Menopause is a natural chapter of the womanhood story. It is considered as a midlife breakthrough reality that is hallmarked by reproductive disability. The median age of natural menopause (ANM) varies according to an ethnic group, genetic, demographic, socioeconomic, dietary, reproductive, and behavior.1–3 The international range of ANM being 44.6–55 years,4 is quite variable worldwide. For instance, it has been reported that the ANM in Europe is 54, 51.4 in North America, and 48.6 in Latin America, and 51.1 in Asia.5 This milestone’s timing during women’s health trajectory is considered critical since it indicates aging is associated with adverse health and psychological effects. Thus, intensive research on women’s health wellness regarding early or late ANM aims to reduce the risks of chronic diseases that will reflect public health and global society.
It is recognized that women at ANM are more vulnerable to cardiovascular diseases,5–7 osteoporosis,8 urogenital inconsistency, estrogen-responsive malignancy,9,10 diabetes, vasomotor symptoms,11 cognitive problems,12 and possibly Alzheimer’s disease.13,14 Among those, the most critical causes of increased morbidity and mortality are higher risks of myocardial infarction and hypertension.6 Early menopause has been reported to be associated with a higher risk of cardiovascular disease all-cause mortality,7 and osteoporosis,8 while late menopause has been associated with an increased risk of breast cancer,9 endometrial,10 and ovarian cancer.15 Hence, identifying the link factors of menopausal age among postmenopausal women, especially those that are amendable, may help prevent morbidity and mortality.
Before ANM occurs, hormone estradiol becomes insufficient. The latter is primarily due to follicle aging leading to ovarian failure or secondary due to granulosa cell apoptosis,16–18 or epigenetic factors.19 Studies have shown that many other factors affect the ANM, such as the mother’s age at menopause, the age at menarche, reproductive life span, use of oral contraceptives, irregular menstrual cycle.20 Those factors may contribute alone or in combination to determine the timing of ANM. However, recent data have suggested that more than half of the underlying factors may be non-genetic sources.21 Data with respect to smoking, body mass index (BMI),22 the number of pregnancies proved to be linked to the timing of ANM.23 Those behavioral factors have been reported to accelerate the ANM,17 knowing that, globally, the ANM has been increased across populations.24
Cessation of menstruation before the age of 40 has been defined as premature menopause in clinical practice.25 In comparison, cessation of menstruation before the age of 45 years is defined as early menopause. However, the stage before menopause is referred to as the perimenopausal stage, characterized by irregular menses within the last 12 months or the absence of menstrual bleeding for more than 3 months but less than 12 months. Symptoms related to menopause transition are quite variable, and several symptoms variations are also reported among different nations. Menopausal transitional symptoms may affect the quality of life with markers of vasomotor symptoms, vaginal dryness, sleep problems, mood changes, and vaginal dryness.26 The study of Women’s Health Across the Nation (SWAN) has analyzed signs and symptoms of multi-ethnic, multi-race, multi-site study of 14,906 mid-aged women, which has revealed consistency in menopausal symptoms such as hot flushes, night sweats, psychological and psychosomatic symptoms.27 Also, recent SWAN revealed a broad window of variations in the age of onset of different menopausal stages within a population but less different among different populations. SWAN’s study also investigated specific variations in sexual hormonal profile and menopausal symptoms among different populations indicating that menopause is a trait that can be predicted, de-evolved, and controlled.28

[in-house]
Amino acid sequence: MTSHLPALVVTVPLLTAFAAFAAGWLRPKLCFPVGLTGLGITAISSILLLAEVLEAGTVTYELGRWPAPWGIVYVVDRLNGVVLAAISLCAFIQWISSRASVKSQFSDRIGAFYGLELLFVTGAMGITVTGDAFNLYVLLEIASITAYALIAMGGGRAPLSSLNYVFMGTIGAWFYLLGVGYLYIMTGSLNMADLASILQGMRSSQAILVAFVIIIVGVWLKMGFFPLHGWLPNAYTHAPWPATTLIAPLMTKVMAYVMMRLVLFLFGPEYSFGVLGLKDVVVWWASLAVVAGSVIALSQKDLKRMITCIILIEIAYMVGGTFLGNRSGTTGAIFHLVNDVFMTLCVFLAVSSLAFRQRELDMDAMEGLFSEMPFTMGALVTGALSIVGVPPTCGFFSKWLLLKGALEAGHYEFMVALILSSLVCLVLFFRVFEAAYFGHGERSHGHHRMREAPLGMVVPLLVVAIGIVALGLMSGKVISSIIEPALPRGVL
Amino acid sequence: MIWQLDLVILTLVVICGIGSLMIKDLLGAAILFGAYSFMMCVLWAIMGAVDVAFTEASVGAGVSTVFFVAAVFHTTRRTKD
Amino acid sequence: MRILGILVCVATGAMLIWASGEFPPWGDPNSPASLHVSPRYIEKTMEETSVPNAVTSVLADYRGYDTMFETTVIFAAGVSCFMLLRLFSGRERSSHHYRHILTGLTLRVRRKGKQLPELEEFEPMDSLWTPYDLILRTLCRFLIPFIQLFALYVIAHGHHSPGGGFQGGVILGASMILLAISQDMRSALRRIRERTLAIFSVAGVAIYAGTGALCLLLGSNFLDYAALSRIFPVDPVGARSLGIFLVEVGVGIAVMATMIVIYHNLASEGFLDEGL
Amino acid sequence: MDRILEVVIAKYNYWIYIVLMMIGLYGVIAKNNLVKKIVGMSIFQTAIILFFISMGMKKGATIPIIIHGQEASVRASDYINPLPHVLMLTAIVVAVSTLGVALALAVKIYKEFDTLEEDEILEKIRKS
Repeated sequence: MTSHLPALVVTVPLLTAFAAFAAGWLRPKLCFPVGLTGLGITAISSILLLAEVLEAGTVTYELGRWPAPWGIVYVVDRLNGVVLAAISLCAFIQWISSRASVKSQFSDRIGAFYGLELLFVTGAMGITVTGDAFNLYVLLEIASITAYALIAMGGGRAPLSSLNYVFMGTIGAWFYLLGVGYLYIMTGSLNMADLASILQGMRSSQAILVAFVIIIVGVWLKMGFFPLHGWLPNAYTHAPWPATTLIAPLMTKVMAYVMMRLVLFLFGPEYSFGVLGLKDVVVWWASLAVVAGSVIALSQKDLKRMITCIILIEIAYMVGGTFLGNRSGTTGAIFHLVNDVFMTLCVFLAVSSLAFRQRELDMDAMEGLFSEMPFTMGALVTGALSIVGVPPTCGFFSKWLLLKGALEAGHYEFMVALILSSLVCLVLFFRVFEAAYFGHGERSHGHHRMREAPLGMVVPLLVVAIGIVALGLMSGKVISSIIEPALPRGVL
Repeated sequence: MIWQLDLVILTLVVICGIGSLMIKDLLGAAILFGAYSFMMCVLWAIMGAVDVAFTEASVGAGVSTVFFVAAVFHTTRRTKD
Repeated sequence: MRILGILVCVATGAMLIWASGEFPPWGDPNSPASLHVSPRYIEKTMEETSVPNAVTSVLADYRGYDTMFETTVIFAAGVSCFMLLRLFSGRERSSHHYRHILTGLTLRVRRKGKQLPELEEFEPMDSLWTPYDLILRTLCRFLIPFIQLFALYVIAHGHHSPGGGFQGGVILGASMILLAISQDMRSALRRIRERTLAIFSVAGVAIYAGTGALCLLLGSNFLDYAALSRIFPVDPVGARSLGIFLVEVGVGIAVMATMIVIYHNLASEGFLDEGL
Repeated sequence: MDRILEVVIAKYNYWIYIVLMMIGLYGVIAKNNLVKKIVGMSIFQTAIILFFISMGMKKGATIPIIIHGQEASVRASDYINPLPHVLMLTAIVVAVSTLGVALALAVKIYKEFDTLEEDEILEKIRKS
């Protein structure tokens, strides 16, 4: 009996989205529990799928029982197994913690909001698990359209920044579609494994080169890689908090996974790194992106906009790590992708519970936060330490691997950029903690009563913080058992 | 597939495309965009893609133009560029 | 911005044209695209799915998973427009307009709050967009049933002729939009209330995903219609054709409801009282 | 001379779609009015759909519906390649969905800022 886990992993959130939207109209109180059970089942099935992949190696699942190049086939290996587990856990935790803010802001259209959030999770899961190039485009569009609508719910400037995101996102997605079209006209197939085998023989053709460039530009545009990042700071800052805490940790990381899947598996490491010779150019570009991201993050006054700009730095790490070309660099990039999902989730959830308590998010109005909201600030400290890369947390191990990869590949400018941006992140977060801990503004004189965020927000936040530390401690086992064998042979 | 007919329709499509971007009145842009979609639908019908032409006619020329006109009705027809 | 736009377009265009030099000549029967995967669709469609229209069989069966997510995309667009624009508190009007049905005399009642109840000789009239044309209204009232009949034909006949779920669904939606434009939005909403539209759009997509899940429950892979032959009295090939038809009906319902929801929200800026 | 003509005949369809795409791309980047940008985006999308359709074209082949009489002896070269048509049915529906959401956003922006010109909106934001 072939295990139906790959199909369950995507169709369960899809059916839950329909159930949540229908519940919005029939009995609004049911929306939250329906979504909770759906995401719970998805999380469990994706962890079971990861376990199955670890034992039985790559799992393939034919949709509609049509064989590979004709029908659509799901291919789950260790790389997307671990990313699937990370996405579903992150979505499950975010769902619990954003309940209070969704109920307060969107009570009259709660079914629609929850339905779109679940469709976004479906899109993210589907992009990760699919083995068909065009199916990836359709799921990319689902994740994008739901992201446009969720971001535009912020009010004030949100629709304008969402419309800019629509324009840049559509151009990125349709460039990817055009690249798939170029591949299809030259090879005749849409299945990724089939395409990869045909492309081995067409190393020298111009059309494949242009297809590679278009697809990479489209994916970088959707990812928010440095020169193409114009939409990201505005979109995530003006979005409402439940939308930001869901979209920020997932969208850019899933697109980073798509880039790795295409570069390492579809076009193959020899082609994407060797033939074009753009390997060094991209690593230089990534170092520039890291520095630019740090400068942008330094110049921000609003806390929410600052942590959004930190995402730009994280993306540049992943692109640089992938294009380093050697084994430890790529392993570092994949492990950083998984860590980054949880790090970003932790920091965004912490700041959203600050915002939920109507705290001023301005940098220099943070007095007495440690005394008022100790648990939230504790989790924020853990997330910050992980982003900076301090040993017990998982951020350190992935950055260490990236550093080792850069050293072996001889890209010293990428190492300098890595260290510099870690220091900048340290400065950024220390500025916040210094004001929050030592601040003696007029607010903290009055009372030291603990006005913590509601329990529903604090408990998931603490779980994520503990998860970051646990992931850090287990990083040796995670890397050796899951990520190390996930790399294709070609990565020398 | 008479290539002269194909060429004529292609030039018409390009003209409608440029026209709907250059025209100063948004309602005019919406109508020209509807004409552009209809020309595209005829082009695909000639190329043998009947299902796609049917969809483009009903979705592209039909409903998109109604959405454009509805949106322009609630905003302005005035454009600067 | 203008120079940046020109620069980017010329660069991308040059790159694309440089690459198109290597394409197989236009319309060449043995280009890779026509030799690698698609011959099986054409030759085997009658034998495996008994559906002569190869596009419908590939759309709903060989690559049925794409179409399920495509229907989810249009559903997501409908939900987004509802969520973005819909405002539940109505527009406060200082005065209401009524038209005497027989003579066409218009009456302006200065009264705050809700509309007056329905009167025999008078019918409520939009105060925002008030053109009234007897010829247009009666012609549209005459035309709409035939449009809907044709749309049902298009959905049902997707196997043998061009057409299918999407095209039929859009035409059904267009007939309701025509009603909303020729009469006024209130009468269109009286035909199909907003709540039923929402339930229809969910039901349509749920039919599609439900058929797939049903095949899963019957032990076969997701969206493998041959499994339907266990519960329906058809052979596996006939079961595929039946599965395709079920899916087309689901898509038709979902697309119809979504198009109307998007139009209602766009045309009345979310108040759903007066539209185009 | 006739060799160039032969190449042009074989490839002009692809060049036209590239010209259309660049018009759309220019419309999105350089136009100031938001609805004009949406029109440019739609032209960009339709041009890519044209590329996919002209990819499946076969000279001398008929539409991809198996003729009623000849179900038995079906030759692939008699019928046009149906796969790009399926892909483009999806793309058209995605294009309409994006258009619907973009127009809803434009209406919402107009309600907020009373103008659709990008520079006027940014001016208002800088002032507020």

To date, few studies were carried out on Jordanian women emphasizing on the severity of menopausal symptoms as an assessment of women’s health and needs.29–31 In this study, we investigated the actual ages of Jordanian women at different menopausal stages and the implications of environmental factors, specifically smoking and BMI, together with underlining diseases and socioeconomic factors. The study aimed to determine the factors that may play a role in the premature/early ANM among Jordanian women.
Materials and Methods
Study Approval and Design
A cross-sectional design protocol was submitted and approved by the Research Ethics Committee at the Jordan University Hospital (Approval #38/2015) in early 2016. This study was carried out at the Jordan University Hospital per the Declaration of Helsinki, whereby all subjects have read and signed an informed consent to enroll in the study.
Subjects were selected based on random drop-off technique to the Obstetrics and Gynecology clinics at the Jordan University Hospital. Women 18 years of age and above were initially eligible to enroll. We included younger group of females as a control group for comparison purposes while studying hormone indicators, the vasomotor, psychosocial, and physical symptoms in Jordanian women during menopausal transition period and aging.